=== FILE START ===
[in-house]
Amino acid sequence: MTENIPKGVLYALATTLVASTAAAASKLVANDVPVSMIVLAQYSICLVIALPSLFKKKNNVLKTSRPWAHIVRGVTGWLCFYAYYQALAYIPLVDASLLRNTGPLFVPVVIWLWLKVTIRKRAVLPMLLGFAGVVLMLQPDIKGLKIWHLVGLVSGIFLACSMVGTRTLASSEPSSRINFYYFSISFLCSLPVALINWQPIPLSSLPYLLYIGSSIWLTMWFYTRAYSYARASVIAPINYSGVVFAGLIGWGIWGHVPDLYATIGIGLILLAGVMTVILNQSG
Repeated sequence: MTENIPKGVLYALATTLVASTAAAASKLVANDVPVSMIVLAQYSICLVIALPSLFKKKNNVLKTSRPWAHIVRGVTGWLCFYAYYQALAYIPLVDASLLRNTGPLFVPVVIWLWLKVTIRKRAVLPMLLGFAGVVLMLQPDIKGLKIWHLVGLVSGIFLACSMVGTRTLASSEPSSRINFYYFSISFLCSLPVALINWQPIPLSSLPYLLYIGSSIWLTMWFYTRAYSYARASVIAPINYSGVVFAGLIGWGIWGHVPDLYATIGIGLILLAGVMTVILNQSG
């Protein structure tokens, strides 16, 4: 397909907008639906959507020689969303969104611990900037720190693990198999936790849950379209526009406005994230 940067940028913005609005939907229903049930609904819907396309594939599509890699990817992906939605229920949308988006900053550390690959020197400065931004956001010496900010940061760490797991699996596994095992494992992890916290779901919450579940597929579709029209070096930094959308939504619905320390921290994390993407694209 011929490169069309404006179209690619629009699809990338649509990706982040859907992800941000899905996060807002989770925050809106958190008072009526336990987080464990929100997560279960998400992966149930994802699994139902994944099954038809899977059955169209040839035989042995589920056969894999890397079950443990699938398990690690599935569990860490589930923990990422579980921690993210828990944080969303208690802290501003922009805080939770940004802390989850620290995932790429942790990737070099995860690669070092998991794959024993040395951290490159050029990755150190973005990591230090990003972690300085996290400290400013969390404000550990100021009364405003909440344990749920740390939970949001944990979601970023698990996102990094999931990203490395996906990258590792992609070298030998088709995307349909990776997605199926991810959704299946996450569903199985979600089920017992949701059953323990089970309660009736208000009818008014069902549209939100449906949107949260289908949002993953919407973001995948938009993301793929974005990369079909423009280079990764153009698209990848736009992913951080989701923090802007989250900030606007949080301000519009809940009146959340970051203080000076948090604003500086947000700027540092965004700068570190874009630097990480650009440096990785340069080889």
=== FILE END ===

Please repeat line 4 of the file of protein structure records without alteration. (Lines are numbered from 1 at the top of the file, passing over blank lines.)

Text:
């Protein structure tokens, strides 16, 4: 397909907008639906959507020689969303969104611990900037720190693990198999936790849950379209526009406005994230 940067940028913005609005939907229903049930609904819907396309594939599509890699990817992906939605229920949308988006900053550390690959020197400065931004956001010496900010940061760490797991699996596994095992494992992890916290779901919450579940597929579709029209070096930094959308939504619905320390921290994390993407694209 011929490169069309404006179209690619629009699809990338649509990706982040859907992800941000899905996060807002989770925050809106958190008072009526336990987080464990929100997560279960998400992966149930994802699994139902994944099954038809899977059955169209040839035989042995589920056969894999890397079950443990699938398990690690599935569990860490589930923990990422579980921690993210828990944080969303208690802290501003922009805080939770940004802390989850620290995932790429942790990737070099995860690669070092998991794959024993040395951290490159050029990755150190973005990591230090990003972690300085996290400290400013969390404000550990100021009364405003909440344990749920740390939970949001944990979601970023698990996102990094999931990203490395996906990258590792992609070298030998088709995307349909990776997605199926991810959704299946996450569903199985979600089920017992949701059953323990089970309660009736208000009818008014069902549209939100449906949107949260289908949002993953919407973001995948938009993301793929974005990369079909423009280079990764153009698209990848736009992913951080989701923090802007989250900030606007949080301000519009809940009146959340970051203080000076948090604003500086947000700027540092965004700068570190874009630097990480650009440096990785340069080889």